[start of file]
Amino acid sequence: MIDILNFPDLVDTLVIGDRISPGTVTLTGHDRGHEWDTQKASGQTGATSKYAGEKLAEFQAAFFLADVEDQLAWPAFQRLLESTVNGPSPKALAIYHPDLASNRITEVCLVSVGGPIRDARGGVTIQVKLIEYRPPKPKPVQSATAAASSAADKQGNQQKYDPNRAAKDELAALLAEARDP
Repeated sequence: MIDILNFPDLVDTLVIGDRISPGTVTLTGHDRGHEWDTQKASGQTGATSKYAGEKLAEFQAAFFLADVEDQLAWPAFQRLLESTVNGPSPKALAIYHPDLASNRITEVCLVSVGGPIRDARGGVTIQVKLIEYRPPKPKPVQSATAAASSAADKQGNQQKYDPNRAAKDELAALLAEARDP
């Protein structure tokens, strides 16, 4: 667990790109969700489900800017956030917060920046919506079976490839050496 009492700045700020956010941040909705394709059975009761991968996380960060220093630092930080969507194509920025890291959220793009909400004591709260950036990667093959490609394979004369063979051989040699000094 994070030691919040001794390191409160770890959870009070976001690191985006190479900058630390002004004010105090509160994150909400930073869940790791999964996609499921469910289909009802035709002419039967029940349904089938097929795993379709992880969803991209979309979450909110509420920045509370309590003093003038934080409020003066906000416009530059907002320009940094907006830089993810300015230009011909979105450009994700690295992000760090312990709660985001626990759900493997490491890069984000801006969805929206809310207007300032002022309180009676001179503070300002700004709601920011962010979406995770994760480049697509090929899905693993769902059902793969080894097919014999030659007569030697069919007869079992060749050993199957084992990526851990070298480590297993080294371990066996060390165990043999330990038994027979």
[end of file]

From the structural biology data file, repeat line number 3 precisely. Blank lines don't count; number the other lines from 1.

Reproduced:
């Protein structure tokens, strides 16, 4: 667990790109969700489900800017956030917060920046919506079976490839050496 009492700045700020956010941040909705394709059975009761991968996380960060220093630092930080969507194509920025890291959220793009909400004591709260950036990667093959490609394979004369063979051989040699000094 994070030691919040001794390191409160770890959870009070976001690191985006190479900058630390002004004010105090509160994150909400930073869940790791999964996609499921469910289909009802035709002419039967029940349904089938097929795993379709992880969803991209979309979450909110509420920045509370309590003093003038934080409020003066906000416009530059907002320009940094907006830089993810300015230009011909979105450009994700690295992000760090312990709660985001626990759900493997490491890069984000801006969805929206809310207007300032002022309180009676001179503070300002700004709601920011962010979406995770994760480049697509090929899905693993769902059902793969080894097919014999030659007569030697069919007869079992060749050993199957084992990526851990070298480590297993080294371990066996060390165990043999330990038994027979």